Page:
When Jim Driscoll, a desperately impoverished Welsh boy who was born of Irish parents in the Newtown district of Cardiff, lost his father in a railway accident, he was less than a year old. It might have been easy to dismiss his future as dismal and hopeless. But, early in his youth, Driscoll displayed a peerless talent for speed and agility, and a solid left jab to boot. While working as a printer’s devil, he made extra money boxing in carnival booths. Soon, he would take the professional boxing world by storm.
Driscoll won his first 15 bouts as a professional and beat the great George Dixon, the inventor of shadow boxing, three times (twice by decision and once by KO). As his star rose and his fortune grew, he stayed close to his roots – both Welsh and Irish, maintaining his home in Cardiff and donating money and services to his favorite charity, the Nazareth House Orphanage – all his life.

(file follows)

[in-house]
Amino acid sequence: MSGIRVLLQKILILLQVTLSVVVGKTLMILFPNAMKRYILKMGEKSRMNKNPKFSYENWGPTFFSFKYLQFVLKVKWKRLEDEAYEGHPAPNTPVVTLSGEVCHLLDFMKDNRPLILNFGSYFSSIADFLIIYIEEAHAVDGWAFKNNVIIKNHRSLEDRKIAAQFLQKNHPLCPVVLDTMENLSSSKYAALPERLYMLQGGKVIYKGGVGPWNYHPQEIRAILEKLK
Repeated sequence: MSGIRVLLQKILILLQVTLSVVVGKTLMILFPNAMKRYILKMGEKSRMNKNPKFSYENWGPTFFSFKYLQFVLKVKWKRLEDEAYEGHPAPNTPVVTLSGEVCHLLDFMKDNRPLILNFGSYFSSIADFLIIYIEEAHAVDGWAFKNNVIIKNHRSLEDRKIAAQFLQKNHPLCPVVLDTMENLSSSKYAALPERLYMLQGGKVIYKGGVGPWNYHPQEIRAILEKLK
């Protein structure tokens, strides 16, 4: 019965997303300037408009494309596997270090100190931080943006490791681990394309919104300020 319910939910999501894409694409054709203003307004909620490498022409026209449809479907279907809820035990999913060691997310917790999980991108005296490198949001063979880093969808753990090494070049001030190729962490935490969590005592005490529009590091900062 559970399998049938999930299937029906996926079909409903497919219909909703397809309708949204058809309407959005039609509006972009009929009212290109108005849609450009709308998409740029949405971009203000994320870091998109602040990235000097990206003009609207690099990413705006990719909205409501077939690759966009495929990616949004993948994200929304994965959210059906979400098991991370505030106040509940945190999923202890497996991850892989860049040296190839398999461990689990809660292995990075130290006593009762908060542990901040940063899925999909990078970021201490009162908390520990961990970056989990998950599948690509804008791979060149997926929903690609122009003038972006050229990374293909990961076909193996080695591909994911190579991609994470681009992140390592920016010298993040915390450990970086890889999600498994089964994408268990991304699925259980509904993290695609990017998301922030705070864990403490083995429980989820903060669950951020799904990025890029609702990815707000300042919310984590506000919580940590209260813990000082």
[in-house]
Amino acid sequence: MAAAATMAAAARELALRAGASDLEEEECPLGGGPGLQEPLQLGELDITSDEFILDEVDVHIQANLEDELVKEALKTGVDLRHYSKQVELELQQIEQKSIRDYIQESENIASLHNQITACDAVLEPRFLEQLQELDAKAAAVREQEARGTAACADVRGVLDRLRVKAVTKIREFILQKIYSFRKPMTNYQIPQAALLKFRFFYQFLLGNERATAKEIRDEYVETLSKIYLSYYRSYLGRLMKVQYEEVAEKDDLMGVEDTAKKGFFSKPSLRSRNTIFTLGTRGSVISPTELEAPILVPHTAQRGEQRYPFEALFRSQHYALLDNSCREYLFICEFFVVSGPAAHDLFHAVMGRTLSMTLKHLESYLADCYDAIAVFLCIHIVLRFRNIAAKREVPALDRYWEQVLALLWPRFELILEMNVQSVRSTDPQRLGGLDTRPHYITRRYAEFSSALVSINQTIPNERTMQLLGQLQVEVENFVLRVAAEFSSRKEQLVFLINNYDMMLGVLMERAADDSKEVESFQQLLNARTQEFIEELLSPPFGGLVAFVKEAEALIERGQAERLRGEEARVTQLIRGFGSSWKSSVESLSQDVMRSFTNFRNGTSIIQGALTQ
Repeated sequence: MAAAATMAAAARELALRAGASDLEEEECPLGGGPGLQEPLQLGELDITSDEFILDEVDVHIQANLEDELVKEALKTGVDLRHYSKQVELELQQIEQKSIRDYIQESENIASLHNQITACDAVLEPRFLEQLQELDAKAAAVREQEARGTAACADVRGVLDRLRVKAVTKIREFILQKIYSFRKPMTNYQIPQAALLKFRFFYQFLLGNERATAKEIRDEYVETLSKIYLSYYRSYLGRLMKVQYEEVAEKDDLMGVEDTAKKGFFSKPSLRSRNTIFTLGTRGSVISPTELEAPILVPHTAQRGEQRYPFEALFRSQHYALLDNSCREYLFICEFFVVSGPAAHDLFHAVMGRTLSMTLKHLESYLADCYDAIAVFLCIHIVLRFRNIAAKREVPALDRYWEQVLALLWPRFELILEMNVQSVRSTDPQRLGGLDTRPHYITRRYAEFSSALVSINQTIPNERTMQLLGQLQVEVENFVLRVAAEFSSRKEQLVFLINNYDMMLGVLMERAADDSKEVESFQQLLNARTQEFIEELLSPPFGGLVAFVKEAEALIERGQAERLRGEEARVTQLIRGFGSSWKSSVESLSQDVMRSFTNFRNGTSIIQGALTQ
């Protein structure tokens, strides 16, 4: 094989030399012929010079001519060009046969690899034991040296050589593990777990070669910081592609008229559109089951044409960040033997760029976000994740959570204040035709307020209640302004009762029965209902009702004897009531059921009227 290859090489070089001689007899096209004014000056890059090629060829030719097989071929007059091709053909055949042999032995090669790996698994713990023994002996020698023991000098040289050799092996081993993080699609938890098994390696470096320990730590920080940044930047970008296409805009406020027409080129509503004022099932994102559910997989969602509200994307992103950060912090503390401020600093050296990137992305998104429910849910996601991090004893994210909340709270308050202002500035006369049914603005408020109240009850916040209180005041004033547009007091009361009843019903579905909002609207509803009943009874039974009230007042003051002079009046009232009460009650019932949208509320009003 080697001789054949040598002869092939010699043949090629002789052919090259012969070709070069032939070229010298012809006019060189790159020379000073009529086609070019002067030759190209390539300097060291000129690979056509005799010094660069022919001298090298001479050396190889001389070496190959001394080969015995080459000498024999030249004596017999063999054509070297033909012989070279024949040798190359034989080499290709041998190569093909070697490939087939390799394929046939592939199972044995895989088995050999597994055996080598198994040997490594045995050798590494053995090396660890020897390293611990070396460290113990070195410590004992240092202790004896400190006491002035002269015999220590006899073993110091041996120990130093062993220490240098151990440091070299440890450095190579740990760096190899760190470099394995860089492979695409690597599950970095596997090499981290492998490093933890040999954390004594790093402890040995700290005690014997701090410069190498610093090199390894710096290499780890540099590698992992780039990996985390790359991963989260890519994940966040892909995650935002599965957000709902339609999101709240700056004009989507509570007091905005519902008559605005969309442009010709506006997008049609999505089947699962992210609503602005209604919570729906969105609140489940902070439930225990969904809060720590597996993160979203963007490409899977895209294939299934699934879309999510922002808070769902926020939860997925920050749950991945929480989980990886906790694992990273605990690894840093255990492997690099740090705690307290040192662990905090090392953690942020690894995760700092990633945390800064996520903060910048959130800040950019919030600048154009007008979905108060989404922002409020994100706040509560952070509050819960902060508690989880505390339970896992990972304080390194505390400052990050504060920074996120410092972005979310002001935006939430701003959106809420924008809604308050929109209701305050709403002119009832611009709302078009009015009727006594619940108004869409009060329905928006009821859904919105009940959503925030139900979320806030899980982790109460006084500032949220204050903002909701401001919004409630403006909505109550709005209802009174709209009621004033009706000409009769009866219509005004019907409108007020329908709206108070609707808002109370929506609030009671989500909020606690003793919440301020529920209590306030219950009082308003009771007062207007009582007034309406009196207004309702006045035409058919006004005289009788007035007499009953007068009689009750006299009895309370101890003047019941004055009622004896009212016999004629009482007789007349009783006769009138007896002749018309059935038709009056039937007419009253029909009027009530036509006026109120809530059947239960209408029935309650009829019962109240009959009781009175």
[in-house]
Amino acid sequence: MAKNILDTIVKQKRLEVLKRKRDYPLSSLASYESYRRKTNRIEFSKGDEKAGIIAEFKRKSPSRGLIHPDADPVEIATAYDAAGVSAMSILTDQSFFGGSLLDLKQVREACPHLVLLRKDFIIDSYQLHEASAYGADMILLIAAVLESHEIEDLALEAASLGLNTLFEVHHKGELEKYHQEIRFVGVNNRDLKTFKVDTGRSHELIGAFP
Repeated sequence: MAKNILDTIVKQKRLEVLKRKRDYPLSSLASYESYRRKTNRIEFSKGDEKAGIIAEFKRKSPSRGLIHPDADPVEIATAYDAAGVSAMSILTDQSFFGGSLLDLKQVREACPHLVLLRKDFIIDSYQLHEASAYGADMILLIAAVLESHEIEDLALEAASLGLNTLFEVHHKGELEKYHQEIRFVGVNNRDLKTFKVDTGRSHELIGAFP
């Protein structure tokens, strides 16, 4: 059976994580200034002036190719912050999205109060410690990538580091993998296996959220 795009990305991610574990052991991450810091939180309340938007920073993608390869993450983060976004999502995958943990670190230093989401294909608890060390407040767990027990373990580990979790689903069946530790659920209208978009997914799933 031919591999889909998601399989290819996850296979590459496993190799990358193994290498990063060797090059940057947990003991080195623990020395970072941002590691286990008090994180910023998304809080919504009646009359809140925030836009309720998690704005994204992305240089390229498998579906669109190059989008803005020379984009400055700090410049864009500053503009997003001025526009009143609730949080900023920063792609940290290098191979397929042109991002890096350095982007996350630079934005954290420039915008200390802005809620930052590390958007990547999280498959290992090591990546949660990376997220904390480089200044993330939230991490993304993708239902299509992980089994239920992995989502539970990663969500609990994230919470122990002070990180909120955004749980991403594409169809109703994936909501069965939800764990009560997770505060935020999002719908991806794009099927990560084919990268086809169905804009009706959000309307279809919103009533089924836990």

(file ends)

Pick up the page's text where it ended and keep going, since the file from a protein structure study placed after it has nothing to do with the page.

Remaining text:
After 7 years boxing in Wales and England, Driscoll finally made the jump to America, besting every fighter he faced and earning the nickname “Peerless Jim” from American reporters. But the “No Decision” rules of his day permitted Featherweight Champion of the World Abe Attell to retain his title if Driscoll didn’t knock him out. Dominating their 10-round fight, Driscoll found his opponent still standing and no world title in his possession.
Although managers, promoters, and fans were all scrambling for a rematch between Driscoll and Attell but it was not to be. Driscoll boarded a ship home to Wales the day after the fight, having promised to appear in an exhibition match to benefit Nazareth House. “I never break a promise” he said. And he didn’t. Today, he is considered one of the greatest fighters never to win a world title.
Never returning to America, Driscoll went on to become the only featherweight to win the Lonsdale Belt. Soon after, he served in World War I. Attempting a post-war return to the ring, his health stood in the way and he lost his final fight, due to sheer exhaustion in the later rounds. Frail and tubercular, he contracted pneumonia and died in Cardiff at age 44. To this day, his funeral is remembered as one of the largest in the city’s history.